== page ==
These 10 Vehicles Have Been Deemed the Deadliest on the Road



These 10 Vehicles Have Been Deemed the Deadliest on the Road

It takes years for the Insurance Institute for Highway Safety (IIHS) to compile and organize the statistics for crash deaths and the vehicles in which drivers met their end. However, the latest report tracked model-year automobiles up to 2008, allowing the IIHS to deliver stats that included traffic accident data through 2009 .What do you think?

The auto safety agency ran the numbers on all vehicles with 100,000 registrations or more between 2006 and 2009, counting only the deaths of the driver (not passengers) in their statistics. In the end, the IIHS calculated a ratio of “driver death per million registered vehicles.” Needless to say, drivers shopping for used vehicles more than four years old would be advised to check the list, which we’ve laid out for your perusal below.What do you think?

Here are the 10 vehicles that involved the highest number of deaths per million registrations.

Wonder if anyone has compiled statistics for Europe?


Maybe the reason for the higher death rates are those vehicles attract bad drivers and it isn’t the vehicle’s fault for the bad record. I wonder what the crash rating is for these vehicles?


Most of those cars are just crappy handeling econo transportation apliances, some pickups that probably attach young male drivers, with more guts then experience, and a few high or semi high performance cars that probably atract low performance drivers.
I don’t think young drivers these days are actually taught how to drive, just how to point a car in a general direction.
I learned to drive in a old military jeep, a military powerwagon pickup, and my Dart which I kept upgrading and then having to relearn how to drive it again.
I used to take it to big parking lots during snowstorms to do cookies and play. That taught me what the car will do in bad situations and how to correct it, or make it worse just for fun:cool:
I’ve had all kinds of bad situations pop up while driving and I have learned to drive out of them and not hammer the brakes and loose it.
If a car is crap, or super twitchy high perfomance it just makes it worse. My Dart will drive right out from under you given the right situation and it happens fast, if you don’t know what to do your just along for the ride.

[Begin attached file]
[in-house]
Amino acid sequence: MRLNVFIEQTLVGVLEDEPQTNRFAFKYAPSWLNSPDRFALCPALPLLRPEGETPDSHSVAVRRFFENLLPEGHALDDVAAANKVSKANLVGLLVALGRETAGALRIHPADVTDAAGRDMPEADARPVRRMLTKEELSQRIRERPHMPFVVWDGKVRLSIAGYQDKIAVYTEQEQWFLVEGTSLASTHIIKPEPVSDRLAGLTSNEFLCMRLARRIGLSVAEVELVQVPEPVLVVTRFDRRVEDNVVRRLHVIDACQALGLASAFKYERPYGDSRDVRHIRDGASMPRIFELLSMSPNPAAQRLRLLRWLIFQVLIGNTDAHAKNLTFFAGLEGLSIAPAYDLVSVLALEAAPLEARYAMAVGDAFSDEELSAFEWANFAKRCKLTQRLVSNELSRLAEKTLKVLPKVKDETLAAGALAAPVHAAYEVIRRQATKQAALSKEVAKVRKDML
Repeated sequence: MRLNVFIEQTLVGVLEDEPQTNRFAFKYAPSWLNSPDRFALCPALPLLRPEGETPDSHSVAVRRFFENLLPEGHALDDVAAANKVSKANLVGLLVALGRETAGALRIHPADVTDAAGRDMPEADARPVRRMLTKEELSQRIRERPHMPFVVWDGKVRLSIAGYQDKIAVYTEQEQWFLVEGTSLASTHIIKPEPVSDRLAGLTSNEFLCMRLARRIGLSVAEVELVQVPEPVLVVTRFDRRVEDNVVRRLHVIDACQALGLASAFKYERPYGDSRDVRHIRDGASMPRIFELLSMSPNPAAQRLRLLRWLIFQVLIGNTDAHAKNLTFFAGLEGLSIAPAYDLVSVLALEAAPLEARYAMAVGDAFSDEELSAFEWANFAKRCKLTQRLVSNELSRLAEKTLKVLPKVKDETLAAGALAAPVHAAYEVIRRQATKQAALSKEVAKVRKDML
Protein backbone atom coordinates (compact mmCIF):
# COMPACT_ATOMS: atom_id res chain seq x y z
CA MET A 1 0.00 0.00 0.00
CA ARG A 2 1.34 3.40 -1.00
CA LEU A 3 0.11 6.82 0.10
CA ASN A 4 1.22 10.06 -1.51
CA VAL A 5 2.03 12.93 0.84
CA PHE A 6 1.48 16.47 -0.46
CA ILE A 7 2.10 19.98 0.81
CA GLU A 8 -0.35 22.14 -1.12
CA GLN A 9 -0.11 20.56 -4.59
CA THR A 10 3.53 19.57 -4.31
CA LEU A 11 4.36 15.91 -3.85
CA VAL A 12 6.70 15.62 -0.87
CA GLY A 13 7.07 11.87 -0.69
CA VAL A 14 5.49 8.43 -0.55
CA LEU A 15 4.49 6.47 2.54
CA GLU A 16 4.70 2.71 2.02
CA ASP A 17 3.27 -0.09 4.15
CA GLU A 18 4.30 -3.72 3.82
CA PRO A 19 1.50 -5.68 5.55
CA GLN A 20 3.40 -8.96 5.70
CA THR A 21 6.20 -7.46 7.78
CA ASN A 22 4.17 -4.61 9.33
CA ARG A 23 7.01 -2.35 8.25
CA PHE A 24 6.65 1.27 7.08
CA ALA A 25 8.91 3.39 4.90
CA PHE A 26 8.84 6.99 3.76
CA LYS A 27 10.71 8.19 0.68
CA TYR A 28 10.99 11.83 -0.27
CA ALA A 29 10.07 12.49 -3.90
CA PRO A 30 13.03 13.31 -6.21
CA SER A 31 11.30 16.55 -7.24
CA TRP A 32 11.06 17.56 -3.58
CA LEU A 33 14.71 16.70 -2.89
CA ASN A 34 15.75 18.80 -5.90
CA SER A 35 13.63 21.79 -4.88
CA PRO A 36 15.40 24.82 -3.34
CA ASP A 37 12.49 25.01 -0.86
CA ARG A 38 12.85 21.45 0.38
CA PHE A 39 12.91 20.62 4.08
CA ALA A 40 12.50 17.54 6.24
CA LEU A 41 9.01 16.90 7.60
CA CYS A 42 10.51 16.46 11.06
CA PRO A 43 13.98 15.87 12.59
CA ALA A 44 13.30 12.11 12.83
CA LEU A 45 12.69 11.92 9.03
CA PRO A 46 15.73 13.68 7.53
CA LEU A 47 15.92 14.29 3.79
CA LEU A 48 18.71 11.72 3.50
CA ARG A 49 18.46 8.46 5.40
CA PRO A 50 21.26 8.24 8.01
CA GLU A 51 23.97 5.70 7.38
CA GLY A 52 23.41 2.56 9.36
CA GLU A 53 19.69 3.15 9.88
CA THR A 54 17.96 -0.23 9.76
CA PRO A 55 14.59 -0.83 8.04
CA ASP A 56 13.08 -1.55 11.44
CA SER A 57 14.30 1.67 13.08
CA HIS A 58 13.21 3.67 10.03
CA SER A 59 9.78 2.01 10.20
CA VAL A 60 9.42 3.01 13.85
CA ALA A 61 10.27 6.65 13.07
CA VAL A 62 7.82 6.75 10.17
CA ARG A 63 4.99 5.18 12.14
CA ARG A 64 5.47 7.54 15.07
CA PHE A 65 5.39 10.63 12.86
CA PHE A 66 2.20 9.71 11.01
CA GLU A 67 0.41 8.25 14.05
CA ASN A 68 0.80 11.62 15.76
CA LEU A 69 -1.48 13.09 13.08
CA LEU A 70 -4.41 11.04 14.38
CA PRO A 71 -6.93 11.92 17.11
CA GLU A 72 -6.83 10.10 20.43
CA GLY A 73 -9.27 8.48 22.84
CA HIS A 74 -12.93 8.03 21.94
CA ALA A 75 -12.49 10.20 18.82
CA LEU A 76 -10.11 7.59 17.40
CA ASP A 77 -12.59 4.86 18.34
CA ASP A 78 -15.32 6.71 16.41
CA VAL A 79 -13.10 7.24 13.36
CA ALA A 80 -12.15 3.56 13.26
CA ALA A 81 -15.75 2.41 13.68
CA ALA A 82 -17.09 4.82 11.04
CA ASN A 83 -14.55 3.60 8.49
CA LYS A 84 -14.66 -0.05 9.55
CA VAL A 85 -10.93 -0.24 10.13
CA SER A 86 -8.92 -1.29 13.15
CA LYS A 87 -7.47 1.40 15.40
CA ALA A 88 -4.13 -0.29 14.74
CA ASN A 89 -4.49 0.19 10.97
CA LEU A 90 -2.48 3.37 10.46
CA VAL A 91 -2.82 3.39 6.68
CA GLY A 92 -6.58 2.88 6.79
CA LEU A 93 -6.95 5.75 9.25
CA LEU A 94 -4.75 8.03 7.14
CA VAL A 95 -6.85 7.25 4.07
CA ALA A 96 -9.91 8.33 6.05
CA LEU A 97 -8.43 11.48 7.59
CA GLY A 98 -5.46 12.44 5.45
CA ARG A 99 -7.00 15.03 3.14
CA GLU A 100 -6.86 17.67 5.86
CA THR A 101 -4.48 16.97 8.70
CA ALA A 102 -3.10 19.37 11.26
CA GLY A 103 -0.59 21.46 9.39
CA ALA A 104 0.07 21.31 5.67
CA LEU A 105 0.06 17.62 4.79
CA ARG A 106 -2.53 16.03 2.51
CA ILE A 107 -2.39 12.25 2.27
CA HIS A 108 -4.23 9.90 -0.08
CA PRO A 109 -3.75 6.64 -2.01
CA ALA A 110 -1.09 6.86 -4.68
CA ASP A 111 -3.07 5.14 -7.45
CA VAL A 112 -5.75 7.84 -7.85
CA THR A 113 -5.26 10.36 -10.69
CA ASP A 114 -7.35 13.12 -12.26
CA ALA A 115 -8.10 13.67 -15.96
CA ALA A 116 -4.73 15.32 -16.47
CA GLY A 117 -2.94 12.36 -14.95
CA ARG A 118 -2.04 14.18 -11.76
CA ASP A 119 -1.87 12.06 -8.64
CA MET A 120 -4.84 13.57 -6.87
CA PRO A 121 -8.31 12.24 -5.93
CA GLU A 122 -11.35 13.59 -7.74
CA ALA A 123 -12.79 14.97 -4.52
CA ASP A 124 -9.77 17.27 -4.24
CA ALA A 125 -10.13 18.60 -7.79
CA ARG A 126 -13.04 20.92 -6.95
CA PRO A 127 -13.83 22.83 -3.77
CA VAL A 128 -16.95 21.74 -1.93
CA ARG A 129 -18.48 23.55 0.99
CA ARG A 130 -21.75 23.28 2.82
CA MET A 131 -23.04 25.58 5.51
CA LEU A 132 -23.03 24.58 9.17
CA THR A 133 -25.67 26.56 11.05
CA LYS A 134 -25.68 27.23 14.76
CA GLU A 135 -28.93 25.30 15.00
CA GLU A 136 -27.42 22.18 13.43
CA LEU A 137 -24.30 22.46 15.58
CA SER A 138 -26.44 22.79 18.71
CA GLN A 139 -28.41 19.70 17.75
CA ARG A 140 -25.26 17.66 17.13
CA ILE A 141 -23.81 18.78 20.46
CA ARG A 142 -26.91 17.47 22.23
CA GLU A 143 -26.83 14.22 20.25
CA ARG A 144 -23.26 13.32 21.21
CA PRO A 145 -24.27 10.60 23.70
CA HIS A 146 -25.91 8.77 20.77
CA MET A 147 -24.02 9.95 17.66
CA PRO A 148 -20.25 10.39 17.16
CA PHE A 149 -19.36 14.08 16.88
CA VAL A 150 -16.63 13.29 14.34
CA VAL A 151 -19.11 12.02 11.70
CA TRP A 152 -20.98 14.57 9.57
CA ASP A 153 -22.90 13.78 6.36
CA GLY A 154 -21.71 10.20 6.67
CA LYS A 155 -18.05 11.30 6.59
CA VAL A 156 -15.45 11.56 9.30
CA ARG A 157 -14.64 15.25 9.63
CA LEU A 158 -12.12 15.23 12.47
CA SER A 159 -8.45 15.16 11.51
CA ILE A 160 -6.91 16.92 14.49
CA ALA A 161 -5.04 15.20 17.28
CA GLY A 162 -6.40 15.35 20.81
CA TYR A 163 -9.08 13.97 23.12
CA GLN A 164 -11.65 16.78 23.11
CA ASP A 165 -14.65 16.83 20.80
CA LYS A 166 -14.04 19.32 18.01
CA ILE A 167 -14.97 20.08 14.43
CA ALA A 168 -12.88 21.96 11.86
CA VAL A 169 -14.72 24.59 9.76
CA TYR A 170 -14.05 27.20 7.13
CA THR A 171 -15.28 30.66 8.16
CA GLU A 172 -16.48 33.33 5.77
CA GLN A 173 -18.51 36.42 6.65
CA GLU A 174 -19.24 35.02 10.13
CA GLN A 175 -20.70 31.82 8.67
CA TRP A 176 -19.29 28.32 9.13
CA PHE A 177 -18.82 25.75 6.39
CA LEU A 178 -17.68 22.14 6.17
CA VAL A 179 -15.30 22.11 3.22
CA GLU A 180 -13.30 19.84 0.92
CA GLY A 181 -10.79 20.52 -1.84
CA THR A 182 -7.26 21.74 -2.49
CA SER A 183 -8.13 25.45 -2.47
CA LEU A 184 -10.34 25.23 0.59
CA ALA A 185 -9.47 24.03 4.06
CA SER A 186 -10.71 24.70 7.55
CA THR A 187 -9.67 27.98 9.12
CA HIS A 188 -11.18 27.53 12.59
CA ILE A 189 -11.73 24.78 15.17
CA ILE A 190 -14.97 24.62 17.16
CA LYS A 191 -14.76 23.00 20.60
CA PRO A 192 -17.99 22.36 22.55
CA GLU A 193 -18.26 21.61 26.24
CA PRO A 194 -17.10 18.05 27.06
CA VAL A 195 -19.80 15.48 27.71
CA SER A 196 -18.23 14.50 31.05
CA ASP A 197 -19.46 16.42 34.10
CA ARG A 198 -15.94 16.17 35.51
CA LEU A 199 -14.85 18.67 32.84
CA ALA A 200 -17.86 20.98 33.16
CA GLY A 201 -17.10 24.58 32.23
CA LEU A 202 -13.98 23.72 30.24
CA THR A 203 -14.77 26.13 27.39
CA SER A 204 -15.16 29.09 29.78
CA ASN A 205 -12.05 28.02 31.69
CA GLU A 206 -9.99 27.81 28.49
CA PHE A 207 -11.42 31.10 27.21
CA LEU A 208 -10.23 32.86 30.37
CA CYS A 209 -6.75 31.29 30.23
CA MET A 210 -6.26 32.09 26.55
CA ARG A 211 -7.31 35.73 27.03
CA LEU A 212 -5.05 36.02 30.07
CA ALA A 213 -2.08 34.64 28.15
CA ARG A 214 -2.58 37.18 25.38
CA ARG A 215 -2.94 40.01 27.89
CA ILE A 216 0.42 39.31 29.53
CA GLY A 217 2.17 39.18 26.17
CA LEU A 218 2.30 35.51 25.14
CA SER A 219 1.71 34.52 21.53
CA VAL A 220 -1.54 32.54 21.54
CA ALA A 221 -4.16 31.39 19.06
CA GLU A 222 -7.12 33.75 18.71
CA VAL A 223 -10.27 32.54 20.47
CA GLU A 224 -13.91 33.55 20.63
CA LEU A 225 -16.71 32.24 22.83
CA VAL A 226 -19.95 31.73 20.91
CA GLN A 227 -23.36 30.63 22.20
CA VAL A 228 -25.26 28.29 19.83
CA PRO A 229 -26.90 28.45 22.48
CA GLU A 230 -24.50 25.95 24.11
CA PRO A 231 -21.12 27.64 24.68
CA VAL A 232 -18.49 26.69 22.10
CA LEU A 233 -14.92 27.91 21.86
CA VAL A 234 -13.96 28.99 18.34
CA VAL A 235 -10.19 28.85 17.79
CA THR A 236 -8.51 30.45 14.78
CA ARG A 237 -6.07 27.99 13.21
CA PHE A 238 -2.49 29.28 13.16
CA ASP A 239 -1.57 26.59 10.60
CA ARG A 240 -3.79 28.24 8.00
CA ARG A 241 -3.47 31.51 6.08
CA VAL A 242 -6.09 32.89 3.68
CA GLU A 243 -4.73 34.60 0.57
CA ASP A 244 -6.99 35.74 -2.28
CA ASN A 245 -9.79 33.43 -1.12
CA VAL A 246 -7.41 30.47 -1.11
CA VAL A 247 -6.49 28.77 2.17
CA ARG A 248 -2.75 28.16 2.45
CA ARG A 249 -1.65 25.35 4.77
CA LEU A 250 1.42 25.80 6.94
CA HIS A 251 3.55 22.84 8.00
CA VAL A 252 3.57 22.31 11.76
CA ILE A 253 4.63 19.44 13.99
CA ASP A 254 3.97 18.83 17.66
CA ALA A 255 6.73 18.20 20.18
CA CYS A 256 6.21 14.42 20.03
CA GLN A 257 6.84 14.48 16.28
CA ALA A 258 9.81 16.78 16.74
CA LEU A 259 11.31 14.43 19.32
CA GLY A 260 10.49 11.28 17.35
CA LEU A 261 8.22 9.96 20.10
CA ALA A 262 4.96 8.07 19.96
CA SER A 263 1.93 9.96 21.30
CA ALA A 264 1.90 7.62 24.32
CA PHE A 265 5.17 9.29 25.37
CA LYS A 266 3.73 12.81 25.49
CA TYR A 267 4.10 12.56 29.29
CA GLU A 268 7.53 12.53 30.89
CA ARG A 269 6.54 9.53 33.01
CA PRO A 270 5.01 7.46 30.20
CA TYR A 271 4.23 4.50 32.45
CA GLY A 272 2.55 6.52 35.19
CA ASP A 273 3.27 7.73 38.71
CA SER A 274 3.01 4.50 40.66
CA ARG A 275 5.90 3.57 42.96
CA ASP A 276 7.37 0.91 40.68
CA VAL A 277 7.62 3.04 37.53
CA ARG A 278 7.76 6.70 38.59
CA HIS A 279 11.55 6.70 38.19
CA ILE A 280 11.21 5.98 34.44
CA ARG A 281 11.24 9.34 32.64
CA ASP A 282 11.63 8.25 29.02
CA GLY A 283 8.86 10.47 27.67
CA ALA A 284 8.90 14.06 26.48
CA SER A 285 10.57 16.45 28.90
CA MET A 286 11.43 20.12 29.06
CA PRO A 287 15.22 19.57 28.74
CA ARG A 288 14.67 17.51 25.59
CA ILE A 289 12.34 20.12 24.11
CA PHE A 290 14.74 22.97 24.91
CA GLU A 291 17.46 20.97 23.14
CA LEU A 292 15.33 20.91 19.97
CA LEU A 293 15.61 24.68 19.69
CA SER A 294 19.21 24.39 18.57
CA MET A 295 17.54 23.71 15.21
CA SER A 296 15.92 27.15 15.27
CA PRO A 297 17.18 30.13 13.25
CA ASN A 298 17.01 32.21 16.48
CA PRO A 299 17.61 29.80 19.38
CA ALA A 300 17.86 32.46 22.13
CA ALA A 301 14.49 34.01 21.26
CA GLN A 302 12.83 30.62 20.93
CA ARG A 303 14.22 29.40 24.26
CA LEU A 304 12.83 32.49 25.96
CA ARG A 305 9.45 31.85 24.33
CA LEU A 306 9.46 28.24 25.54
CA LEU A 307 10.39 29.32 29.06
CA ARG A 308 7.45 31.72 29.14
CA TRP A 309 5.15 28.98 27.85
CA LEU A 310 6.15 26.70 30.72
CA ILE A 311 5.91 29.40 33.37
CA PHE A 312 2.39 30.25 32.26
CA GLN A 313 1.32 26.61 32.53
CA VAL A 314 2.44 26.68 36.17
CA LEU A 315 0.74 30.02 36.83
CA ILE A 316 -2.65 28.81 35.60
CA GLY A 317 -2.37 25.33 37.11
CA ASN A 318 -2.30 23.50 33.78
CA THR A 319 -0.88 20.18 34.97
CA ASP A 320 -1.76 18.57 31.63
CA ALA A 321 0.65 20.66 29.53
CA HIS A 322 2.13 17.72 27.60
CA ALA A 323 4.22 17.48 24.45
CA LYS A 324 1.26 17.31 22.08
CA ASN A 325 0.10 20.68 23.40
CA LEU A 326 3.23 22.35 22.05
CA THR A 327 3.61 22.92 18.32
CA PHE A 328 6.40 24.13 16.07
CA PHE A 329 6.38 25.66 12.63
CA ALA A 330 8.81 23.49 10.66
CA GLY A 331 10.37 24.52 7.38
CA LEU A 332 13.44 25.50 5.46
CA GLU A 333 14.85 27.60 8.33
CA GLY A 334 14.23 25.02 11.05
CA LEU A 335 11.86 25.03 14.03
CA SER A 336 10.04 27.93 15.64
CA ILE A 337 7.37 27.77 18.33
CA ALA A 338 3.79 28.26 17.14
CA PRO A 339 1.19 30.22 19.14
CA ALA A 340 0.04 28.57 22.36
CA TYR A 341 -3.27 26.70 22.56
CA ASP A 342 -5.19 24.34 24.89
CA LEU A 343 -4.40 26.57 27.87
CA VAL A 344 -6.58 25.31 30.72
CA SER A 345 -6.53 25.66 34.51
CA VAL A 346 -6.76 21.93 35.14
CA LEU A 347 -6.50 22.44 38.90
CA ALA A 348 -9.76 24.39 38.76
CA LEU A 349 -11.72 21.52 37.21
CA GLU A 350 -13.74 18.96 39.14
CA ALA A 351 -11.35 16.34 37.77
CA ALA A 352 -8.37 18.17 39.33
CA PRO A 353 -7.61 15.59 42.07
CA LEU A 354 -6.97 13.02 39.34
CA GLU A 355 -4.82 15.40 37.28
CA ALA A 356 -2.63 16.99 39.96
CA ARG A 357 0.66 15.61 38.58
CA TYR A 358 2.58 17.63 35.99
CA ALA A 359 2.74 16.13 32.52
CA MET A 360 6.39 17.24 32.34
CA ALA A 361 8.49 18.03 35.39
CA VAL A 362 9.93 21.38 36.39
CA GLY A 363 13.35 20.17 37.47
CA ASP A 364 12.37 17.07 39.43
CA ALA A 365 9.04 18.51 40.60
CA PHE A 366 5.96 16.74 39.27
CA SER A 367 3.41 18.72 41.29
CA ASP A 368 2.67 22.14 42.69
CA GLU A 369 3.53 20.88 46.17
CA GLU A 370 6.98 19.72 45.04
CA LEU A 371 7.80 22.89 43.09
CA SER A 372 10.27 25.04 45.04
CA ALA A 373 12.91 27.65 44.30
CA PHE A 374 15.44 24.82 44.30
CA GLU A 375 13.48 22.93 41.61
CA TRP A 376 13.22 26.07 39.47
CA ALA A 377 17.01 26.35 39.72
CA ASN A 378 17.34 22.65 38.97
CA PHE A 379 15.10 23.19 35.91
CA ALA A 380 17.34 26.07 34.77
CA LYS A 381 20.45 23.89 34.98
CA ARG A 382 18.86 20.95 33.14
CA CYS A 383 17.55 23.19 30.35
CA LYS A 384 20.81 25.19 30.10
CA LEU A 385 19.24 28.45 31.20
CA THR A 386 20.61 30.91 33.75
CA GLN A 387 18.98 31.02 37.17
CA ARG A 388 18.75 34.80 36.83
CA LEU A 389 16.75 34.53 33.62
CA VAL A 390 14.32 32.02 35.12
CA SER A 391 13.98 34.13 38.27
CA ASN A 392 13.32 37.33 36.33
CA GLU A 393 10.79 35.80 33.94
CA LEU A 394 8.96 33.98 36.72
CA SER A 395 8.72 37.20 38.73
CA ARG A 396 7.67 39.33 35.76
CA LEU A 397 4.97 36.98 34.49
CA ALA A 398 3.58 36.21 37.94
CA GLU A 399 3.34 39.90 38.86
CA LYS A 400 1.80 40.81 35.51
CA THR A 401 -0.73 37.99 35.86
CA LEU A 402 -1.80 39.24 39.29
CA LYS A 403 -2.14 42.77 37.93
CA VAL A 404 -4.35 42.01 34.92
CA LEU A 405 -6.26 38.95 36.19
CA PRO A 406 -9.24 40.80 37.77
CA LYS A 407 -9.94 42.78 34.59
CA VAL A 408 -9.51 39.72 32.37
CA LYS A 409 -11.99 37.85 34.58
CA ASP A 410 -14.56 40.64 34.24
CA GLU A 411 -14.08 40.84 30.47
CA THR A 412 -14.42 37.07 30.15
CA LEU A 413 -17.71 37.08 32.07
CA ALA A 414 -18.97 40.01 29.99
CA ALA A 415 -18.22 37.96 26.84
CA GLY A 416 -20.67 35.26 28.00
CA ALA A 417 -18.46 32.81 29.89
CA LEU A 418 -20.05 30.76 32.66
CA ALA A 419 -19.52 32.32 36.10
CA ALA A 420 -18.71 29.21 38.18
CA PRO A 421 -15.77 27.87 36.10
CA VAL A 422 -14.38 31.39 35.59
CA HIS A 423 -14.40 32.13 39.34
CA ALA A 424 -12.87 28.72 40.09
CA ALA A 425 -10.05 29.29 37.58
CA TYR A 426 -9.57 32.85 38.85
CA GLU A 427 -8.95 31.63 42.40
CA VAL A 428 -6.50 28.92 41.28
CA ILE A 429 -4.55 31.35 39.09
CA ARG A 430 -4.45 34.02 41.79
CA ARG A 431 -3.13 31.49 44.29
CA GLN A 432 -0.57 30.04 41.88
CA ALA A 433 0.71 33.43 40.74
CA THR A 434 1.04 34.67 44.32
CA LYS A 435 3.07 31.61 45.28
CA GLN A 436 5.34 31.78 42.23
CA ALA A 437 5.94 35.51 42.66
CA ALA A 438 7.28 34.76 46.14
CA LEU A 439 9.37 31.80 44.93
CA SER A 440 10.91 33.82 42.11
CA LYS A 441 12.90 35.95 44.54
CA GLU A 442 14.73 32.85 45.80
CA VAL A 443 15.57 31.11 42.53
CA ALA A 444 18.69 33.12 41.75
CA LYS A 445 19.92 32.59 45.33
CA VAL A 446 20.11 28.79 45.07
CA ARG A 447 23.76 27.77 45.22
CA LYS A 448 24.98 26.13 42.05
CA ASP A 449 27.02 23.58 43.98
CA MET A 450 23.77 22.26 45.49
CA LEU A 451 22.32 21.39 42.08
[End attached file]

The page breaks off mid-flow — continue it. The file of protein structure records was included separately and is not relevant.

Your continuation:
My learning to drive vehicle was a 1941 Chevrolet pickup.
Factory 4 on the floor.first gear a non-syncronized “granny” gear .

I also did the parking lot snow & ice practice .
I’ve also driven a few cars whose rear end could pass the front if you didn’t know what you were doing.
I learned to shift a three on the tree in my dads 1955 Apache pickup.


Best way to learn how to control a car, and have a massive amount of fun, is to fly around an empty, snow covered parking lot in a rear wheel drive, V-8 powered vehicle with a limited slip differential.


One of the upgrades to my Dart over the years was a 3.23 powerlock sure grip, a clutch type limited slip.
That was one of the times I had to relearn how to drive it:eek:. I can make very quick u turns in the rain now, and pitch it sideways and hold the ass out, great fun.
First time i drove it after the install I gassed it like I always did going around a right corner and it just snapped out and did a 180 with me counter steering like crazy. I finally decided nothing was working and got off the gas and it just stopped right there a few feet from a pole.
I cleaned my shorts and asked my friend why he never warned me about the massive oversteer in wet conditions.
I quickly learned how and when to snap it around and do those uturns and drifts but it was way different then how the car reacted easily and predictably before.
Need to put it back on the road someday, I miss the stupidity:iagree:


I have a Mustang in the garage that I factory ordered in 1989. Over the years it has seen some changes. I put a Kenne Bell twinscrew blower on it running 16 pounds of boost and then spent the next year beefing up the drive train to handle the torque. I started building a 351W stroker motor but haven’t finished it. I am torn between keeping it or buying a new Mustang. I think in the end I will get it running, drive it awhile and then sell it. The new Mustangs are real ass kickers and having a V-8 convertible again would be enjoyable.


[QUOTE=UTR;2745796]Maybe the reason for the higher death rates are those vehicles attract bad drivers and it isn’t the vehicle’s fault for the bad record. I wonder what the crash rating is for these vehicles?[/QUOTE]

I have to agree with that as the top one is a high performance sports car plus it’s a strange way of doing the statistics.

They should really be looking at the percentage of fatal crashes out of all crashes not just total fatal crashes as this doesn’t factor in the number of cars sold either.

For example, there could be ten times as many of a particular car on the road but only twice the number of fatal crashes involving that car so in reality it’s safer despite the higher total number of fatal crashes.